Page 1 of 2 1 2 LastLast
Results 1 to 10 of 17

Thread: Welbeck Tunnels, Notts, September 2016

  1. #1
    Join Date
    January 2013
    Location
    People's Republic of South Yorkshire.
    Posts
    2,882
    Thanked
    5446

    Default Welbeck Tunnels, Notts, September 2016


    The History:

    Welbeck Abbey is located in the Dukeries in North Nottinghamshire. It was the site of a monastery belonging to the Premonstratensian order in England and after the Dissolution of the Monasteries became a country house residence of the Dukes of Portland. One of the Dukes put his name on the map by building a tunnel complex that radiated out from the house. The Duke in question was William John Cavendish Cavendish-Scott-Bentinck, 5th Duke of Portland (formally the Marquis of Titchfield).

    Welbeck 5th Duke by HughieDW, on Flickr

    Born in 1800, he inherited the Welbeck Estate in 1854 and spent a fortune on building work, including the aforementioned 10km complex of tunnels along with underground rooms and a subterranean kitchen railway. He spent about 100,000 a year for more than eighteen years to realise his plans (at a cost of 2m in today’s money), and employed as many as 1,500 workers as the vicinity of the house resembled a builder’s yard. Many of the workers were Irish labourers (referred to by locals as ‘Sligo’) who built the London Underground.

    He built four main tunnels in total, using the “cut and cover” technique. Tunnel No.2 was the longest at approximately one-and-a-half-miles long. Lit by the skylights by day (which appeared at intervals of about approximately 10-yards) at night a series of gas lamps illuminated the tunnel, the gas being supplied by the Duke’s nearby Gas Works. Starting by the lodge close-by to the riding school, it snaked north before swinging round to the east, coming out in the open briefly, before again disappearing underground again and continuing north-east towards the (inappropriately named) South Lodge.

    Tunnel entrance to the south of the riding school:

    Welbeck Tunnel entrance by HughieDW, on Flickr

    The purpose of this tunnel was so the duke could ride off his estate undetected in the direction of Worksop Railway Station to catch the train to London. The tunnel was abandoned in the late 19th century when a section forming part of the lake dam failed. Remaining stretches of tunnel survive on either side of the lake. The tunnel's skylights can be seen from the Robin Hood Way footpath which follows its course and a masonry entrance can be seen between two (South) lodges at the north-eastern limit of the park. Tunnel No.1 was shorter, its entrance was just north of the abbey as it headed due north before coming out after approximately half-a-kilometre later. It was used as a carriage-way, broad enough for two carriages to pass and a track swung round to join the open stretch of Tunnel No.2.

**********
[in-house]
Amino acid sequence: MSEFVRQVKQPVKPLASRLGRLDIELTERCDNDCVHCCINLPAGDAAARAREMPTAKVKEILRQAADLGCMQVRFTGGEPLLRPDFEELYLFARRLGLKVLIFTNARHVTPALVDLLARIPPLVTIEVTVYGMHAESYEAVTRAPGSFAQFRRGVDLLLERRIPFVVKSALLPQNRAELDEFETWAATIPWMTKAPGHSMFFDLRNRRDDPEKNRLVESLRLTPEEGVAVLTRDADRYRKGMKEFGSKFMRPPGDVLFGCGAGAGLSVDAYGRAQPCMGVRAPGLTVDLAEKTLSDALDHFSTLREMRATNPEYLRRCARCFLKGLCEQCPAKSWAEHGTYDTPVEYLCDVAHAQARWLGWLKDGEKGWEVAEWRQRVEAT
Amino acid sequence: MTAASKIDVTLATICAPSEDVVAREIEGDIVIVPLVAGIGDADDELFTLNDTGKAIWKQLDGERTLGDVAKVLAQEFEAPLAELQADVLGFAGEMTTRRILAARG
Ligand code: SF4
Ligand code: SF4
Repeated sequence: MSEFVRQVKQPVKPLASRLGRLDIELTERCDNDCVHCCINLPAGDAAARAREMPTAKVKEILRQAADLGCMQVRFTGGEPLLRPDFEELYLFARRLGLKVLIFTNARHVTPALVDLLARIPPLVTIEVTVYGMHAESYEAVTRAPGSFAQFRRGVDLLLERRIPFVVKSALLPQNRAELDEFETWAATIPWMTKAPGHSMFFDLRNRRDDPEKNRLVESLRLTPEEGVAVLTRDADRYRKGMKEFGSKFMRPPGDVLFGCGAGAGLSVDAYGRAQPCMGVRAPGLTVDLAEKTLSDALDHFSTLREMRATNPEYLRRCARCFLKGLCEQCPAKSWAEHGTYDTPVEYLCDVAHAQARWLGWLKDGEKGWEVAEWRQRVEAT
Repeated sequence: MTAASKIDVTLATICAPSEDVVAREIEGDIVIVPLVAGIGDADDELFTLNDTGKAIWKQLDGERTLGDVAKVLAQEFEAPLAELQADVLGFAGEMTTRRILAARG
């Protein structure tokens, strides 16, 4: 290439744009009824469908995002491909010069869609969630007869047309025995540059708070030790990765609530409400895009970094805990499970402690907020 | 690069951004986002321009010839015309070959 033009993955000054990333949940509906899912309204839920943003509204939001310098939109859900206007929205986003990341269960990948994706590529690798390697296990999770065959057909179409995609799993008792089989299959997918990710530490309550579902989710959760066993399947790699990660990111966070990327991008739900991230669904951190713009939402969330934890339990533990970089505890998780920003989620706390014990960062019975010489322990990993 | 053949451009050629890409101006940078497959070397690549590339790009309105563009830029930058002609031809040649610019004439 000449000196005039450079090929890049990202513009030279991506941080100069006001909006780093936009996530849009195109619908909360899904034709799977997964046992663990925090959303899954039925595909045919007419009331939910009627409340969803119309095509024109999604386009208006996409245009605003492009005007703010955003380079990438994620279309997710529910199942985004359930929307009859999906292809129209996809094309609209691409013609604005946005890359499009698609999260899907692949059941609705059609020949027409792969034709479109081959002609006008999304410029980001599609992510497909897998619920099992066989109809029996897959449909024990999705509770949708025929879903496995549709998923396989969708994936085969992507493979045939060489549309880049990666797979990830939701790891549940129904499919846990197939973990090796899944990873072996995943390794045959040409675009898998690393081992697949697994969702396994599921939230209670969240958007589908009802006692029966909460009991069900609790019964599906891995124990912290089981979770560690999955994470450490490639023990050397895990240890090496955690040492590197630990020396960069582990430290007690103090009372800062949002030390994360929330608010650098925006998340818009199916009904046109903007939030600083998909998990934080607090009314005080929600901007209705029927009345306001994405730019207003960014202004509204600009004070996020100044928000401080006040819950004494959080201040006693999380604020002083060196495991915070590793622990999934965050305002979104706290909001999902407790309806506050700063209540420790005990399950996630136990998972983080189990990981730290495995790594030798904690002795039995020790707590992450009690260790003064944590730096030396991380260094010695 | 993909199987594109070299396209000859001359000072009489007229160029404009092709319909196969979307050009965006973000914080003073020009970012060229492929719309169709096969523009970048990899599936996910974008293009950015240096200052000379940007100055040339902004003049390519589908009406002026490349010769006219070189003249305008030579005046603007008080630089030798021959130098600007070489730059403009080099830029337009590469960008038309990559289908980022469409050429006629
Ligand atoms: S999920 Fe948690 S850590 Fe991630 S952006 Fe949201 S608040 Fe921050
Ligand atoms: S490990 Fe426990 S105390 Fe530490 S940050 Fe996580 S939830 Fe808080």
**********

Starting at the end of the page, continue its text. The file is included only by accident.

How the scene may have looked back in the day:

    People in Hiding: The Mysterious Duke. The Fifth Duke of Portland by HughieDW, on Flickr

    Tunnel No.3 was the kilometre-long Plant Corridor which runs between the main house and riding house. It was built wide enough for several people to walk side-by-side.

    Welbeck plant corridoor adj by HughieDW, on Flickr

    Running parallel to the Plant Corridor to the north is Tunnel No.4, a narrower, rougher-hewn tunnel, which the duke had built for the servants. In addition there are many other smaller tunnels including a grotto corridor, a corridor-like fruit arcade, and corridors with narrow-gauge rails used to transport warm food to the main house. Additionally the Horse Corridor, decorated with antler racks, leads to the underground ballroom. At 50m long and 20m high it was the largest private room in England at the time.

    Print of Welbeck from 1881:

    Welbeckprint1881 by HughieDW, on Flickr

    Speculation abounds as to why the duke had the tunnels constructed. One line of thought was that he may have had health issues (some suggest the skin condition known as Psoriasis) meaning he wanted to withdraw from the public eye. Others believe it was more down to the duke's obsession with technology and the fact he enjoyed the process of building and all its associated administrative hubris. What is for sure, however, is that he never married and on the 1st July 1878 his wagonnette carried him through the Welbeck tunnels for a last time when he traveled to London. He remained in his London residence at Harcourt House until his death on the 6th December 1879. His estate then passed to his nephew, Sir William John Arthur Charles James Cavendish Bentinck, 6th Duke of Portland.

    During the First World War the kitchen block was used as an army hospital then during World War II the army leased the main property as an Officers Mess while some of the tunnels were used as an ammunition depot until just after the end of the war. Welbeck was then leased by the Dukes of Portland to the Ministry of Defence who from 1953 operated it as Welbeck College, an army training college. That continued until 2005 when the Ministry of Defence moved out and the abbey reverted back to the family seat of residence.